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The common influence on Obama and the Tories

  • July 25th, 2008

The latest Economist gives waspish attention to the influence of  "Nudge" and it’s authors on current UK Tory policy. Richard Thaler and Cass Sunstein are also said to be Obama’s favourite economist and legal thinker respectively.

It is hard to think that book has actually been read by the author of the Economist’s concluding words:

"Mr Cameron has talked moralistically and hyperbolically about Britain’s “broken society”, which he says is riven by welfare dependency, violence and family breakdown. By so doing he may come to seem both unappealingly gloomy and—unless he comes up with credible ways to mend the alleged tears—impotent. He does not, to be fair, claim that “social norms” and the rest can fix it all. But the Tories’ talk of nudge-nudge risks looking like a wink-wink admission that there is nothing they can do."

Nudging does not purport to be a substitute for coercion where coercion is needed. It is much more a prescription for influence where coercion is often urged, but opt-out freedom should be preserved.

A far more interesting summary of the ideaological shift in Britain at the moment, seen as a cross party convergence, is in the Spectator.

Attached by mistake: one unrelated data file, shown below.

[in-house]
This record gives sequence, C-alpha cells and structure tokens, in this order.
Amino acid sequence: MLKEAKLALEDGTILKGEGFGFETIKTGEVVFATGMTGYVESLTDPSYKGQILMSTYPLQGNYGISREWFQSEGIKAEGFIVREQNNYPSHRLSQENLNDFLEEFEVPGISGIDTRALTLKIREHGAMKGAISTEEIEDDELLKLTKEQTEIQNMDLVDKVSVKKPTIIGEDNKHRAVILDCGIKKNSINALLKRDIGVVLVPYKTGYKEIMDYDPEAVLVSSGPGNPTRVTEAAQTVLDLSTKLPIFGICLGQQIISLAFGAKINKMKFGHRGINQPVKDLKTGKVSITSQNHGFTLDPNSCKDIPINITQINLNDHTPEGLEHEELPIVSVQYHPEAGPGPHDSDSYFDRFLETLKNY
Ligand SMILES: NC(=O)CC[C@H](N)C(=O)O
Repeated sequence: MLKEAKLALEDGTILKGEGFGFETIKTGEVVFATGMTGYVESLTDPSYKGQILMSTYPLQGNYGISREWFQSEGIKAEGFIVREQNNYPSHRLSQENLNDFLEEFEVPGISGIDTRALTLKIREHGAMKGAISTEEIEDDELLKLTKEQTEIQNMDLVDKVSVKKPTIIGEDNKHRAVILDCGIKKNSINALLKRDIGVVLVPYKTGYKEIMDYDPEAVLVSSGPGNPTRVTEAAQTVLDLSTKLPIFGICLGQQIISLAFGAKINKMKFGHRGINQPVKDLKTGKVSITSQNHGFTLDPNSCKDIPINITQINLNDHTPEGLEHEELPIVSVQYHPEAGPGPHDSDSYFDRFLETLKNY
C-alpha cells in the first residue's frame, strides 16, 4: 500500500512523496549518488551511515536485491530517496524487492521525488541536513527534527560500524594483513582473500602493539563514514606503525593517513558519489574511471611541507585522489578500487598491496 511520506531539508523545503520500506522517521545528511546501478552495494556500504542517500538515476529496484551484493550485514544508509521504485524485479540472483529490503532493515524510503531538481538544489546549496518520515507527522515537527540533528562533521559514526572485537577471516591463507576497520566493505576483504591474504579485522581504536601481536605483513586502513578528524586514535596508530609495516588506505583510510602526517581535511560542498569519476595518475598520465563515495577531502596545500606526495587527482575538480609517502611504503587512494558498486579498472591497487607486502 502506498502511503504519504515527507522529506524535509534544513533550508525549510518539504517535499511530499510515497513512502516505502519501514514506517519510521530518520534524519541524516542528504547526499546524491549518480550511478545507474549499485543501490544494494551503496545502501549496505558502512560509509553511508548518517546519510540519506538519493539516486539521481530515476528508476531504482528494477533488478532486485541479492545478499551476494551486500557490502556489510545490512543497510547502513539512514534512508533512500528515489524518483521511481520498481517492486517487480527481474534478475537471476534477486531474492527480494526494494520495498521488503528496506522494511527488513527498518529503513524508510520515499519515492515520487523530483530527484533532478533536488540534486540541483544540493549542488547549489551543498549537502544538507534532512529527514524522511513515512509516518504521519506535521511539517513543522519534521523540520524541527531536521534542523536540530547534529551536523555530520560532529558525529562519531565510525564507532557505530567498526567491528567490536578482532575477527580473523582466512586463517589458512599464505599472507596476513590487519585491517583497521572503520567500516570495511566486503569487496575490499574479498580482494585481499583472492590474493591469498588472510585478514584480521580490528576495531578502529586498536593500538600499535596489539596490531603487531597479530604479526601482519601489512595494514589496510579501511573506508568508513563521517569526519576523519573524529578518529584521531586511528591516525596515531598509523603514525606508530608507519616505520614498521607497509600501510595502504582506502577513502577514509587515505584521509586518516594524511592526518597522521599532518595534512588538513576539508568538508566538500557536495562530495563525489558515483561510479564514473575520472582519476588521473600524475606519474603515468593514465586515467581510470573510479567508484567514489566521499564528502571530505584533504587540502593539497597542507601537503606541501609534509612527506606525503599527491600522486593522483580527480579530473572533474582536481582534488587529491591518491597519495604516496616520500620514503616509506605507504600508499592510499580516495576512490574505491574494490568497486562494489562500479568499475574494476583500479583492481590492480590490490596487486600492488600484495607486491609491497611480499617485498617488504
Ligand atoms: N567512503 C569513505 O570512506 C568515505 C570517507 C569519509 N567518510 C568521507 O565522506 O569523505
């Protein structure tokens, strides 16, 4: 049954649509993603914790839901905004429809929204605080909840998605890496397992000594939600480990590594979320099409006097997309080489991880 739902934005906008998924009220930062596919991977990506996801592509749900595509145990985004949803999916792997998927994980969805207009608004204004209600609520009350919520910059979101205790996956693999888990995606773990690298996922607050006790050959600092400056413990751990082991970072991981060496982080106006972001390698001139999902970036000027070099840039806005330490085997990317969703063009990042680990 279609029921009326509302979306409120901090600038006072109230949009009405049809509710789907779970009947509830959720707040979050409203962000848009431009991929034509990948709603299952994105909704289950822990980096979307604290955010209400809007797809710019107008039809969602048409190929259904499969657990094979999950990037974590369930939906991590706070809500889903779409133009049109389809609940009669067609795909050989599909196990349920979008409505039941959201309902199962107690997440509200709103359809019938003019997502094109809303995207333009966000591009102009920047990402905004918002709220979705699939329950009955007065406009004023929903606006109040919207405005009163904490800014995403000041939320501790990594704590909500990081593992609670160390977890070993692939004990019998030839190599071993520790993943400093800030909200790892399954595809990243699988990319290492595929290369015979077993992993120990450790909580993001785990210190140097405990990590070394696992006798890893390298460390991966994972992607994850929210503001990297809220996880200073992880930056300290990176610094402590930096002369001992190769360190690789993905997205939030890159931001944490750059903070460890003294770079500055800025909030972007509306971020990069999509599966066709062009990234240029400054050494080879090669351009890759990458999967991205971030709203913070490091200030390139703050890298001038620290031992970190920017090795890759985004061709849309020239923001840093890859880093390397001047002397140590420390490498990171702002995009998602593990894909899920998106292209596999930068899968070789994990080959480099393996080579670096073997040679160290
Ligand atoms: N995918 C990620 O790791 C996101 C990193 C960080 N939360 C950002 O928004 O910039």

Fraser Nelson sees signs of the kind of consensus between UK Labour and Tory thinking that Clinton engineered when he adopted much of Newt Gingrich’s policy in criminal justice and welfare.




The UK Labour welfare reforms are hardly worth the energy and I expect the Conservatives to adopt them. Ditto in the NZ setting. They won’t come within a gnats whisker of what the US did (where some states were more radical and successful than others).

The UK is relabelling benefits for the incapacitated and making new rules about, for instance, sole parents having to get a job when there youngest turns 12 (from Nov this year.) Big deal. Just keep on having kids and you need never be self-supporting.


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